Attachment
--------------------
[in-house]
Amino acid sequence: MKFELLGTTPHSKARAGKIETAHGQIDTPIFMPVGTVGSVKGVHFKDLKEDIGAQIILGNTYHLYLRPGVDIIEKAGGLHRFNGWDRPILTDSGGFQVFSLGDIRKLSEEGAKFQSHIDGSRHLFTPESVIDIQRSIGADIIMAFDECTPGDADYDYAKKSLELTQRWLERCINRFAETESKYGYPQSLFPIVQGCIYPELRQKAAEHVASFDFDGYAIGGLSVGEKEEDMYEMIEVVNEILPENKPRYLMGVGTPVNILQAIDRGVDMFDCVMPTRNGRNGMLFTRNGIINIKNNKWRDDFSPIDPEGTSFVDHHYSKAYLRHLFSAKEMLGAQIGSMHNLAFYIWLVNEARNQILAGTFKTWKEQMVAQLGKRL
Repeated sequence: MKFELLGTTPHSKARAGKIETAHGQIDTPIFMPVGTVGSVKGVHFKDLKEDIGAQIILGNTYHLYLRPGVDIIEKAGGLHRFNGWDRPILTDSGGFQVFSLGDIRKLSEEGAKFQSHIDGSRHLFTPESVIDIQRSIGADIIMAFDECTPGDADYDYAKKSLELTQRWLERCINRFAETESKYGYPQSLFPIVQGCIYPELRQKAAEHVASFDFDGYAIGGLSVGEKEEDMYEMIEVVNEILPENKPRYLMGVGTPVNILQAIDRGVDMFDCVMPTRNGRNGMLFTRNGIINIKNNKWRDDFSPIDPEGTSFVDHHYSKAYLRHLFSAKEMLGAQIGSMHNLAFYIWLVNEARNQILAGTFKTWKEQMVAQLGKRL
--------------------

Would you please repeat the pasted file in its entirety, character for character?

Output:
[in-house]
Amino acid sequence: MKFELLGTTPHSKARAGKIETAHGQIDTPIFMPVGTVGSVKGVHFKDLKEDIGAQIILGNTYHLYLRPGVDIIEKAGGLHRFNGWDRPILTDSGGFQVFSLGDIRKLSEEGAKFQSHIDGSRHLFTPESVIDIQRSIGADIIMAFDECTPGDADYDYAKKSLELTQRWLERCINRFAETESKYGYPQSLFPIVQGCIYPELRQKAAEHVASFDFDGYAIGGLSVGEKEEDMYEMIEVVNEILPENKPRYLMGVGTPVNILQAIDRGVDMFDCVMPTRNGRNGMLFTRNGIINIKNNKWRDDFSPIDPEGTSFVDHHYSKAYLRHLFSAKEMLGAQIGSMHNLAFYIWLVNEARNQILAGTFKTWKEQMVAQLGKRL
Repeated sequence: MKFELLGTTPHSKARAGKIETAHGQIDTPIFMPVGTVGSVKGVHFKDLKEDIGAQIILGNTYHLYLRPGVDIIEKAGGLHRFNGWDRPILTDSGGFQVFSLGDIRKLSEEGAKFQSHIDGSRHLFTPESVIDIQRSIGADIIMAFDECTPGDADYDYAKKSLELTQRWLERCINRFAETESKYGYPQSLFPIVQGCIYPELRQKAAEHVASFDFDGYAIGGLSVGEKEEDMYEMIEVVNEILPENKPRYLMGVGTPVNILQAIDRGVDMFDCVMPTRNGRNGMLFTRNGIINIKNNKWRDDFSPIDPEGTSFVDHHYSKAYLRHLFSAKEMLGAQIGSMHNLAFYIWLVNEARNQILAGTFKTWKEQMVAQLGKRL